But a line stating that the project had met all “fire regulation and health and safety standards”, which was included in an earlier release, had disappeared.

Prime Minister Theresa May was said to be “deeply saddened by the tragic loss of life” and newly appointed police and fire minister Nick Hurd will chair a meeting of the Civil Contingencies Secretariat to co-ordinate the response.

Labour leader Jeremy Corbyn said “searching questions” need to be asked about what happened, suggesting spending cuts could have contributed to the deadly fire.

He said: “If you deny local authorities the funding they need, then there is a price that’s paid.”

London Fire Commissioner Dany Cotton earlier told reporters: “This is an unprecedented incident. In my 29 years of being a firefighter, I have never ever seen anything of this scale.”

London Fire Brigade said the cause of the fire is still being investigated, but several residents reported one man had said it started in his faulty fridge.

Witnesses said the fire spread rapidly and traumatic accounts have emerged of the desperate attempts made by residents to flee the flames.

Samira Lamrani said she saw a woman try to save a baby by dropping it from a window “on the ninth or 10th floor” to waiting members of the public below.

Tiago Etienne, 17, heard people pleading for help and saw children being thrown out “from as high as about the 15th floor” to be caught by firefighters and police.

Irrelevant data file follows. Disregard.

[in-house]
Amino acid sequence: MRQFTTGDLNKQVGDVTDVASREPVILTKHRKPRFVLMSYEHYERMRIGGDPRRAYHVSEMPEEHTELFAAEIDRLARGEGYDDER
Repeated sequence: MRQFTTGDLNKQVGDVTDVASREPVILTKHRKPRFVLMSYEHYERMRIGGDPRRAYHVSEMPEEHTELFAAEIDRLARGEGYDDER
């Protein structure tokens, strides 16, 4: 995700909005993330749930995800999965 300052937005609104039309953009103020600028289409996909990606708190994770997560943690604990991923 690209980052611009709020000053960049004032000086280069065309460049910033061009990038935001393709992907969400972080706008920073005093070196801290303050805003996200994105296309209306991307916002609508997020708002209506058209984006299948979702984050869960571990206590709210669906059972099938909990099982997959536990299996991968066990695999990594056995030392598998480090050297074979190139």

Local councillor Judith Blakeman, who lives opposite the tower, rushed outside when she heard about the blaze at 5am.

She said: “Neighbours had been watching it all night, they said the cladding went up like a nightdress by a fire – it just went whoosh.”

Residents who escaped complained there had been no fire alarm, with many relying on neighbours to wake them as the blaze spread, and said official advice in the event of a fire had been to stay inside.

Michael Paramasivan, who was in his seventh floor flat with girlfriend Hannah West, 23, and her daughter Thea, five, said: “If we’d listened to them and stayed in the flat we’d have perished.”

The 37-year-old said there were “explosions everywhere you looked”.

He told the Press Association: “About 12 floors up I saw three children waving from a window and then there was just an explosion and they disappeared.

“They were three kids, they were banging on the windows, you could see their silhouettes and then bang, it just went up.”

Flowers have been placed beside the taped-off police cordon at the scene.

Attached to a mixed bouquet was a card with the message: “Love and prayers to the families and victims. Justice has to be done. People before money. RIP.”

The Archbishop of Canterbury Justin Welby said the response from the community had been an “extraordinary sight”.

He told the BBC: “As we’ve seen, and we saw in Manchester as well of course, is just everyone coming together when there is a tragedy on this scale.

“And just outpouring of the most extraordinary love and generosity, and people just getting stuck in – putting their own interests aside.

“It’s just incredible.”